• I added a new function called _connected to be called once we get notification that the Crazyflie has successfully connected to the radio.
  • In the _connected function, I do a param.request_param_update for any interesting paramemters (i.e.:, ring.neffect and pressure sensor for altitude hold functionality).
  • In connect_crazyflie, I added a param update callback to get the max effect number and set it to our ring_effect_max value in the joystickreader (input) class.
  • Also in connect_crazyflie, I added a callback to our joystick reader object to set the the ring.effect value in the Crazyflie firmware whenever it happens to get updated (i.e.: when we hit the controller button).
  • Finally, in connect_crazyflie, I wired up the new “_connected” function to cf.connected via a callback.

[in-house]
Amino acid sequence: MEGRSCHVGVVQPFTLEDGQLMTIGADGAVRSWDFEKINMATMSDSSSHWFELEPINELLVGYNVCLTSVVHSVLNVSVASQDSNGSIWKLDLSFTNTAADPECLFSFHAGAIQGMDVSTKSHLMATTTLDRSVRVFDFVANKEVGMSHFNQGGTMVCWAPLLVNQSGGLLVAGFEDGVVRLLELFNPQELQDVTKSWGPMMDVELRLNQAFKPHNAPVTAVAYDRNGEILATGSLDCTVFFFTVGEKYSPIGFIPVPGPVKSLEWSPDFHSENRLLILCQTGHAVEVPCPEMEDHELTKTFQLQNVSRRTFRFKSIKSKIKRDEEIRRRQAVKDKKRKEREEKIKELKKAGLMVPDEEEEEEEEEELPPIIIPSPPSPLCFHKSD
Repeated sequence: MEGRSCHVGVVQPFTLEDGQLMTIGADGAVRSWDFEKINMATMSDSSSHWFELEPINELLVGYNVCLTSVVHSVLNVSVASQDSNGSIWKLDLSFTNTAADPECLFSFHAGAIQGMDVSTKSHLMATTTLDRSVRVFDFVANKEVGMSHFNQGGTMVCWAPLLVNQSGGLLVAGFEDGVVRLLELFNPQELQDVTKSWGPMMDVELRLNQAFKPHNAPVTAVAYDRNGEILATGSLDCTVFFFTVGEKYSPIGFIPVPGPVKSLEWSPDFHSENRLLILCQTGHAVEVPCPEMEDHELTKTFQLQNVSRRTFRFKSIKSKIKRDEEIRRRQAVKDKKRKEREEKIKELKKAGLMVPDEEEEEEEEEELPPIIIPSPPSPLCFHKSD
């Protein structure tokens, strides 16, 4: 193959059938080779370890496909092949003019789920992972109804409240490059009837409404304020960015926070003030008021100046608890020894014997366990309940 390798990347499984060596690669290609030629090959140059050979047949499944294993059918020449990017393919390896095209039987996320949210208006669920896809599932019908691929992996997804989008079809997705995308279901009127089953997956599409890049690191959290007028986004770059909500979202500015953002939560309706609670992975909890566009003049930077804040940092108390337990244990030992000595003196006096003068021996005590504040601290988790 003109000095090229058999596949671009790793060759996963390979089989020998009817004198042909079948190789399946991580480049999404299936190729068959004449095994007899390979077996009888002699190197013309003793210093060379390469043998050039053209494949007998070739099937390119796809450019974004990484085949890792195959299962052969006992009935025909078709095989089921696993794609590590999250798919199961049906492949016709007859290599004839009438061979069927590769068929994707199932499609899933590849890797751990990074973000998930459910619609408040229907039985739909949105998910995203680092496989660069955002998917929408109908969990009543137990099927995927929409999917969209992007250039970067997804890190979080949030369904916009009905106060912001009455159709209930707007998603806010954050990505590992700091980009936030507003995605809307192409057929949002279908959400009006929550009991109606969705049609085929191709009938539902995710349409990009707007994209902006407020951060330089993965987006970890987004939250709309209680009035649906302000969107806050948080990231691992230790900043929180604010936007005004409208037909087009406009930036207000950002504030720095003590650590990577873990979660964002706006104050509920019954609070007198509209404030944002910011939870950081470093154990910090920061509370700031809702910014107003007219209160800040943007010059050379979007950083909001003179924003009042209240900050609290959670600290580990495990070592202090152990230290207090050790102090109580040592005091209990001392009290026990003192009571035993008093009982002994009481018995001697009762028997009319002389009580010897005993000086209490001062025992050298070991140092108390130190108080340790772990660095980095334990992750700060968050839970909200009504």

conf/input/*json (mapping the controller button):

  • For whatever controller config you use, add a mapping for “NeoPixel Effect” to the ring_effect key. This needs to be a button input (not an axis). I use PS3 right shoulder button ID: 11.
  • {“name”:”NeoPixel Effect”, “type”:”Input.BUTTON”, “id”:11, “scale”:1.0, “key”:”ring_effect”}

And, ummm, that was it. Well, that completes the NeoPixel Ring mod. There’s still a lot of fun and experimentation to be had by creating new effects though. I’ve played around with changing color based on thrust input. I also want to try to use 3 pixels for each motor to somehow represent the thrust of each. Maybe I can play with displaying data from the magnetometer or barometer (on 10-DOF models). Finally, I thought it might be cool to put a “timer” of sorts to represent flight time via minutes and seconds dots. The sky, as they say, is the limit. 😉

You can find all the changes listed above in the neopixel_dev branch of my cfclient GitHub fork.

2 thoughts on “NeoPixel Ring Mod – Part 4

  1. Super-excellent how-to guide. Not only did you put a ton of work into the project, you really went the extra ten miles on this documentation effort — well done!